Box shifting is gone. Successful distributors are now akin to value-added resellers in the IT sector.

There have been challenges. In the early days of prepay, the supermarkets got it all through distribution. Now they buy direct from the networks. Distribution has seen volumes rise and fall. The challenge for distribution is how you replace that volume as it moves.

Paul Leonard
Sprint Communications managing director

BlackBerry and iPhone have woken the industry and enabled it to deliver on its data promise. And although it came late in the decade, Android will continue that trend and allow end-users limitless flexibility.

The industry has matured immensely. And it’s been cyclical – we started in B2B, moved into retail and now focus on B2B again. More generally, the industry understands better where it sits against fixed propositions, and in the converged piece.

Driving laws were massively important too, and have allowed dealers to eat cake. Car kit installation is a vital part of business.

The recession has changed things too, and for the better. It has been a reality check, and made us bigger and stronger. The wave has gone, and we see what’s left. Dealers are serving other things. We’re now a tracking company as well, and that probably wouldn’t have happened if not for the recession.

Mike Short
O2 vice president of research and development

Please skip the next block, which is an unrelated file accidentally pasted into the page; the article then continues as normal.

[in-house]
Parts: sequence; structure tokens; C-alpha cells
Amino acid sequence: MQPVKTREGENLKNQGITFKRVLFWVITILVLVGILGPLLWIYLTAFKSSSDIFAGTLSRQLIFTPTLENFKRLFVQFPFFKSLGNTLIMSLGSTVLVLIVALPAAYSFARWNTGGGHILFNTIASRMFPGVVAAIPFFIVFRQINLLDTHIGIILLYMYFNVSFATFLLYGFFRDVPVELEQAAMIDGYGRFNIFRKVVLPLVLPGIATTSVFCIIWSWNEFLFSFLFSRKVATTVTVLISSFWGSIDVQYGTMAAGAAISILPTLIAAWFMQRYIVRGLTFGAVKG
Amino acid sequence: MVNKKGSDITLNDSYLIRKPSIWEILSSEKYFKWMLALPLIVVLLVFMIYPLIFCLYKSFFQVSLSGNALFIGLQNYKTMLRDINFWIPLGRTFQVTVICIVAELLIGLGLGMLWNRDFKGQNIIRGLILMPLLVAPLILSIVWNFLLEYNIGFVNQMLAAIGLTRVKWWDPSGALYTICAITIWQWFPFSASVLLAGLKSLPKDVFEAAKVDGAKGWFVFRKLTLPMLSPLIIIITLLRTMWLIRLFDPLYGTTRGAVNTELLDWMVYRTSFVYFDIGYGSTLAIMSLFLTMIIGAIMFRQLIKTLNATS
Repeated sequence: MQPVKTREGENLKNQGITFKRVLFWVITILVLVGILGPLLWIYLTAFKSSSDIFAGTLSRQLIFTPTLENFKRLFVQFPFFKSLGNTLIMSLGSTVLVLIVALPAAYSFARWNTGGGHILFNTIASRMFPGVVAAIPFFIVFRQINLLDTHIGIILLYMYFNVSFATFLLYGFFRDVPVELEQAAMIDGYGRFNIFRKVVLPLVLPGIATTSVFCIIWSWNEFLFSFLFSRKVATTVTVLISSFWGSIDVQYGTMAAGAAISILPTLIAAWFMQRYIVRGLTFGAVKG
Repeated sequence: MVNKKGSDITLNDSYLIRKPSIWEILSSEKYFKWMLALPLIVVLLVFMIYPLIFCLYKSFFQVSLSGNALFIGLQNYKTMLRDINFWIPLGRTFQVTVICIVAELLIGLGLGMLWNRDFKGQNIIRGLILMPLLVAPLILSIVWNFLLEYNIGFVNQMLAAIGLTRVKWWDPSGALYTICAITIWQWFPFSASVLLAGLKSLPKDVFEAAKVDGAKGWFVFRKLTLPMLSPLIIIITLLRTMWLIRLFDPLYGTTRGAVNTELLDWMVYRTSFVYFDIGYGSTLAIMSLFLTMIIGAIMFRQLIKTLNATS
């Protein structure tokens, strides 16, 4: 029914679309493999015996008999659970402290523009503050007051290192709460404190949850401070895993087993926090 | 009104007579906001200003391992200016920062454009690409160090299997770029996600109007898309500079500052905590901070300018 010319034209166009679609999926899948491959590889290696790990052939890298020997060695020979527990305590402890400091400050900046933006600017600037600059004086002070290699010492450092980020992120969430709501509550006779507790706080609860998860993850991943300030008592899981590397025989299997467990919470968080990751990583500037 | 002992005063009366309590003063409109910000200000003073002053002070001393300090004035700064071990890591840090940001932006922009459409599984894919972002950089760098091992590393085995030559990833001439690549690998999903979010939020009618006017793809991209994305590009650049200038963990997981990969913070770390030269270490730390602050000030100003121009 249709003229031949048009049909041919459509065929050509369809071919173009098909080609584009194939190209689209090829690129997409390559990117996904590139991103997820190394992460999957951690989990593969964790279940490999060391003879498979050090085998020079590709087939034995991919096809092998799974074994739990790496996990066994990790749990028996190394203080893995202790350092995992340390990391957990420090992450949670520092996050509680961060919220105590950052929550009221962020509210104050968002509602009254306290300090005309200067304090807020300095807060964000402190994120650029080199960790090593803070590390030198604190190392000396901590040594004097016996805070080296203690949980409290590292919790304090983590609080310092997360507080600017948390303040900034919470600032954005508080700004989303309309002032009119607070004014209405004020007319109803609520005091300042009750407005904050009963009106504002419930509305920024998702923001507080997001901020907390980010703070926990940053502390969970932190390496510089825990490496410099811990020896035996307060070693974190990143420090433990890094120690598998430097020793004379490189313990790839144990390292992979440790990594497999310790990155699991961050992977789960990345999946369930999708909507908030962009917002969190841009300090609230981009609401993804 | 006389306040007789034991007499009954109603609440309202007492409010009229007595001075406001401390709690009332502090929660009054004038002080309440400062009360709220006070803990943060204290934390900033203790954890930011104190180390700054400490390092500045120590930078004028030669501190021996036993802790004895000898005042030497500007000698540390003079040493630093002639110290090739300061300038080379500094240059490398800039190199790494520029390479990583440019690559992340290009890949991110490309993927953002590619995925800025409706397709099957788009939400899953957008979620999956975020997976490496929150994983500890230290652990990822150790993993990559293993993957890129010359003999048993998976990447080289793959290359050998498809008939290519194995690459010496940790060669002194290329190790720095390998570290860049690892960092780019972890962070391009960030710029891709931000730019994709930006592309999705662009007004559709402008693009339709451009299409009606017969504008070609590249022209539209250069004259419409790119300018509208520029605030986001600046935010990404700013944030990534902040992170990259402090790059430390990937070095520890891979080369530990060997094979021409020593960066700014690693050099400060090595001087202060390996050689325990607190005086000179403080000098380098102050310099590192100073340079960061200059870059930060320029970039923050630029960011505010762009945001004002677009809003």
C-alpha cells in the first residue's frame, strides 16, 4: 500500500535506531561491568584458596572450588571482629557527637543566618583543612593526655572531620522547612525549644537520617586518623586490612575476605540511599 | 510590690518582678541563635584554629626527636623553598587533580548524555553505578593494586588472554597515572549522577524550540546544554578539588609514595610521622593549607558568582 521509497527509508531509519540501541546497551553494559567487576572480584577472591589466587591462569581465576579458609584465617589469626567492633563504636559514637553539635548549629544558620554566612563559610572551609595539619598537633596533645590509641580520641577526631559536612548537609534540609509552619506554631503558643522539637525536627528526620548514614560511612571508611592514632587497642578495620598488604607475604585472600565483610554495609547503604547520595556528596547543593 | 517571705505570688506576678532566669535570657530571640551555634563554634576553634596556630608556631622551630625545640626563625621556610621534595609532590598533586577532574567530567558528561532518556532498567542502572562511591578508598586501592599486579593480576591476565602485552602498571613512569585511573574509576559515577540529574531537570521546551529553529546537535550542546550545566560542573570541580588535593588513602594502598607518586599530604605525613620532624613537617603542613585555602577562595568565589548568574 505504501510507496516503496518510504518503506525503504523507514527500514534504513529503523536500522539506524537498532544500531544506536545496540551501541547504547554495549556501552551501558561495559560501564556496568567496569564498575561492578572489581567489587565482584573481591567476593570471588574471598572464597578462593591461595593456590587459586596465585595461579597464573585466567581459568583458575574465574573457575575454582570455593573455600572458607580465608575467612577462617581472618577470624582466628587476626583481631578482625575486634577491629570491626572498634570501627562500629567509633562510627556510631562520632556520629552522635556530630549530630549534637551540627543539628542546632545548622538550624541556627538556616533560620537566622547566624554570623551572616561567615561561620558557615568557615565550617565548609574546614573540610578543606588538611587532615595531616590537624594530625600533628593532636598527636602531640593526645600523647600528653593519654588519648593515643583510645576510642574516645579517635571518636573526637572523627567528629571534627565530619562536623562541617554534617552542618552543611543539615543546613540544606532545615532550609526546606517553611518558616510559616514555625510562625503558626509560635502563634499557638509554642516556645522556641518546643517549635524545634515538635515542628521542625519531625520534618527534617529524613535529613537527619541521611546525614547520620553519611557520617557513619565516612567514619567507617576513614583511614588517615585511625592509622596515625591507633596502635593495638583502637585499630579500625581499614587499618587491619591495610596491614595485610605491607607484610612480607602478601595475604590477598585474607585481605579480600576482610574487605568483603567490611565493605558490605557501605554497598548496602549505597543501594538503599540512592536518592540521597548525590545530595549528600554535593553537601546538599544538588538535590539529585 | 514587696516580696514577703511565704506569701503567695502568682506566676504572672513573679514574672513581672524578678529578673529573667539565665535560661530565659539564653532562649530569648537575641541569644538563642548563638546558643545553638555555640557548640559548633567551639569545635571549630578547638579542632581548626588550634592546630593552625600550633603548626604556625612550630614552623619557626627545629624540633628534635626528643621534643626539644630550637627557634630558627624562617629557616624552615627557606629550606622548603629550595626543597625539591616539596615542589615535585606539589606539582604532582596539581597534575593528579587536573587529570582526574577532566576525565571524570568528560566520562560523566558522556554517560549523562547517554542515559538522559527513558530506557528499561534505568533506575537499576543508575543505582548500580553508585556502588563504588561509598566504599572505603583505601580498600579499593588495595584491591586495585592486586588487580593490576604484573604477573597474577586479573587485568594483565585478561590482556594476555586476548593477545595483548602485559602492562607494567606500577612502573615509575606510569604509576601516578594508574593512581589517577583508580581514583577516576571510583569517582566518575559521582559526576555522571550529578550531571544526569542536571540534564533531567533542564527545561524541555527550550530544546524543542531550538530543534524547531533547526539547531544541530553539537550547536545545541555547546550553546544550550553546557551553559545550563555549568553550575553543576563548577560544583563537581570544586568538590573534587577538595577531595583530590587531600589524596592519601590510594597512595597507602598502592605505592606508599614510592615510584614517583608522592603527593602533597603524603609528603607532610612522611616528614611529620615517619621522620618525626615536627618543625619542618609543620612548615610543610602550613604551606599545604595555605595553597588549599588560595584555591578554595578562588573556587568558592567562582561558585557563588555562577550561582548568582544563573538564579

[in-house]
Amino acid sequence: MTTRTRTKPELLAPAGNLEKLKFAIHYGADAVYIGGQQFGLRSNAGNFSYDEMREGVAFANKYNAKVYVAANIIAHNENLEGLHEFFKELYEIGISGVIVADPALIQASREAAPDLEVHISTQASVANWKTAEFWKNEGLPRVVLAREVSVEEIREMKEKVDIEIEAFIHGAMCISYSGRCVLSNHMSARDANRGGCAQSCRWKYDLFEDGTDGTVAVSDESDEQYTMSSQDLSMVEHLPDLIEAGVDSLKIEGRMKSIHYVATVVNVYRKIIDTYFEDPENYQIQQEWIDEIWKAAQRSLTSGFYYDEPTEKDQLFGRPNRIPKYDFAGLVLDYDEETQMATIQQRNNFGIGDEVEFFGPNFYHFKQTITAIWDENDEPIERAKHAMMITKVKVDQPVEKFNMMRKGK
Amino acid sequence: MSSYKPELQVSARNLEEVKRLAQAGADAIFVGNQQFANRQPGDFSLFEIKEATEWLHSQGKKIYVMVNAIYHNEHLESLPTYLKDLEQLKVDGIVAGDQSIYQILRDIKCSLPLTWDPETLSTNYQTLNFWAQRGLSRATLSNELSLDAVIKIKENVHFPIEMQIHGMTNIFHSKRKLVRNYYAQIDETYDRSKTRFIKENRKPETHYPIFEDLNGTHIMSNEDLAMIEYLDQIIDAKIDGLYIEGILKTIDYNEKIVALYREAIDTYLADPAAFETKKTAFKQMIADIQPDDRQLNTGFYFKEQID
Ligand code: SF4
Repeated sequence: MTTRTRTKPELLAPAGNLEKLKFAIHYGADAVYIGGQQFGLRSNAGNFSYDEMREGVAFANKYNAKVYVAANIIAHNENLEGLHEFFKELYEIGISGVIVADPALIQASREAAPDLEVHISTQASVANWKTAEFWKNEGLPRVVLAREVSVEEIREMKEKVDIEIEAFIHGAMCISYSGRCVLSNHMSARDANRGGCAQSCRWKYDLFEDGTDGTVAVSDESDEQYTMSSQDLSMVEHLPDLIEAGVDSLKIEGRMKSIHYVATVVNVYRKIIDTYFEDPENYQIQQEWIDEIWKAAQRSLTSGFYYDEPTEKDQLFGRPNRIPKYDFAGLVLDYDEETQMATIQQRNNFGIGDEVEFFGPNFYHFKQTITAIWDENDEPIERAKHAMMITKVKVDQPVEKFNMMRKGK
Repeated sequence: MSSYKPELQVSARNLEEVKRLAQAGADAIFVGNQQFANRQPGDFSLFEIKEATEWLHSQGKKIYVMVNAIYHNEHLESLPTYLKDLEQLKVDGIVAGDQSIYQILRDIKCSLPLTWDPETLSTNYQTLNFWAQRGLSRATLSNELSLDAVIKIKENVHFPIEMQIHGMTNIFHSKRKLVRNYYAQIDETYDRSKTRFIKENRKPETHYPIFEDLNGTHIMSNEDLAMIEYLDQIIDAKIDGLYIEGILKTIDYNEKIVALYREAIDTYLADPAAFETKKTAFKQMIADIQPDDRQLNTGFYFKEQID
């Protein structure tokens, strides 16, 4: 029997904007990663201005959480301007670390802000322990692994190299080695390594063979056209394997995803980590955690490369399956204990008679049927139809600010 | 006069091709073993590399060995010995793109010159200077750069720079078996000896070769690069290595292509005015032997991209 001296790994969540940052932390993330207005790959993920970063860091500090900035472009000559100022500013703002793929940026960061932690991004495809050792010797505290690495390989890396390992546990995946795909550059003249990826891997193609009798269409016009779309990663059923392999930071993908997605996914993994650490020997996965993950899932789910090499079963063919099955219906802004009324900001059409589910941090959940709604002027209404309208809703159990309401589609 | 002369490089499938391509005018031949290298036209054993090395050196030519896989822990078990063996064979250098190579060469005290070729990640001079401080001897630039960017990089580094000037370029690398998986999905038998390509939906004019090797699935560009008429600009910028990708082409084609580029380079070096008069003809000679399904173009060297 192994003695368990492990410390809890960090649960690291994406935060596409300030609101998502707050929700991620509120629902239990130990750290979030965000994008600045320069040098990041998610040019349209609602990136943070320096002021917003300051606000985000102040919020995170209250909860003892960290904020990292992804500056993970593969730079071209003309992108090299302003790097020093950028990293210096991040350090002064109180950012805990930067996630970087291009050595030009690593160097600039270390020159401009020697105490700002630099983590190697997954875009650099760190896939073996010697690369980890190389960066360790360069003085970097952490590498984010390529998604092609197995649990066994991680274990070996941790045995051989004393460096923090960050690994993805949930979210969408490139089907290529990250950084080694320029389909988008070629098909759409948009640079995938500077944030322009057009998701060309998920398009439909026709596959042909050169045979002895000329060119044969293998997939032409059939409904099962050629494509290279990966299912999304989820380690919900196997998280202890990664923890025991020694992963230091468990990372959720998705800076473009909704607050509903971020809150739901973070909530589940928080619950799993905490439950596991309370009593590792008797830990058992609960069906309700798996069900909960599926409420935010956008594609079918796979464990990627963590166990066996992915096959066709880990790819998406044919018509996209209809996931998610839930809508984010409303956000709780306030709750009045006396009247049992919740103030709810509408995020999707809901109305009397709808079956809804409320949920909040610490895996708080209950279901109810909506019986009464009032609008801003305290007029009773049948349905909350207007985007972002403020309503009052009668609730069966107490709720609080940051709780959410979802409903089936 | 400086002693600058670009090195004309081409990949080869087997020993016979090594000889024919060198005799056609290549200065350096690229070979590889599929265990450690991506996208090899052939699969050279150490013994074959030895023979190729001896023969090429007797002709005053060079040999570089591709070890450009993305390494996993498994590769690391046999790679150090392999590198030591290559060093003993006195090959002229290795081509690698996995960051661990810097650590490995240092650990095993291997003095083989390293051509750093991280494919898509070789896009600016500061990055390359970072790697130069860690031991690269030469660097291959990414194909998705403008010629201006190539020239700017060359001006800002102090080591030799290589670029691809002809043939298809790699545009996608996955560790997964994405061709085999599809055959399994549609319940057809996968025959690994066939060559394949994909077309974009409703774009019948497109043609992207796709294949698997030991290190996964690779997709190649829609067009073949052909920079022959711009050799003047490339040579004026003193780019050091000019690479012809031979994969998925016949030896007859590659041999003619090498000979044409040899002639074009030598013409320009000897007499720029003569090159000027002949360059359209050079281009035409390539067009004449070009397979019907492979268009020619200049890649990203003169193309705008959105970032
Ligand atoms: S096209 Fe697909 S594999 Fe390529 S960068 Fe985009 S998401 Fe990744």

There were one billion mobile phones in use in 1998. There are over 4.3 billion today. Any industry that grows four-fold in such a short period is remarkable.

O2 introduced the first BlackBerry in Europe in 2000, launching GPRS at the same time. BlackBerry changed the market in terms of data and what smartphones are capable of. O2 continued with the Windows Mobile XDA in 2003, the Apple iPhone in 2007 and the Palm Pre this year.

The Stewart Report in 2000 concluded mobiles were safe. The 3G auctions the same year have enriched the whole experience – like the colour TV revolution. I mean, who wants black-and-white TV now? Colour screens also meant customers used phones differently, downloading content.

And app stores have made it all real, led by Apple’s AppStore.

Andrew Harrison
Carphone Warehouse chief executive

The explosion of the prepay market in 2000 was a key turning point. No one anticipated how big prepay would be. One2One was the first to bring out a prepay offer, and Orange exploded the market when it changed the terms and removed the time-limit on airtime credit.

2003 saw the end of the prepay bubble and the networks revert back to focus on the contract market. It also saw 3 launch and undercut the market with very cheap tariffs. It made the other networks pull out of the low-end prepay market and work towards offering better contract tariffs.

They also put more focus on their own retail footprints, which provided us with more competition. Until then, the high street had been dominated by independent retailers – ourselves and Phones 4U, as well as DX Communications, Phone People and Odyssey back in the day.

But the network shift towards contract and their own retail estates saw many independents begin to die out. The Link was one. It relied heavily on the prepay market, and despite its best efforts, collapsed in 2006.

Internet buying started to become increasingly popular during this period too. In 2004, we bought e2save – four years after buying 285 stores from Tandy. 2004 also saw the emergence of cashback deals. The networks spurred this phenomenon in their attempts to penetrate the market further.

It was exciting to be part of, but some independents took advantage of their customers in the process.

Mark Duncan
T-Mobile UK sales director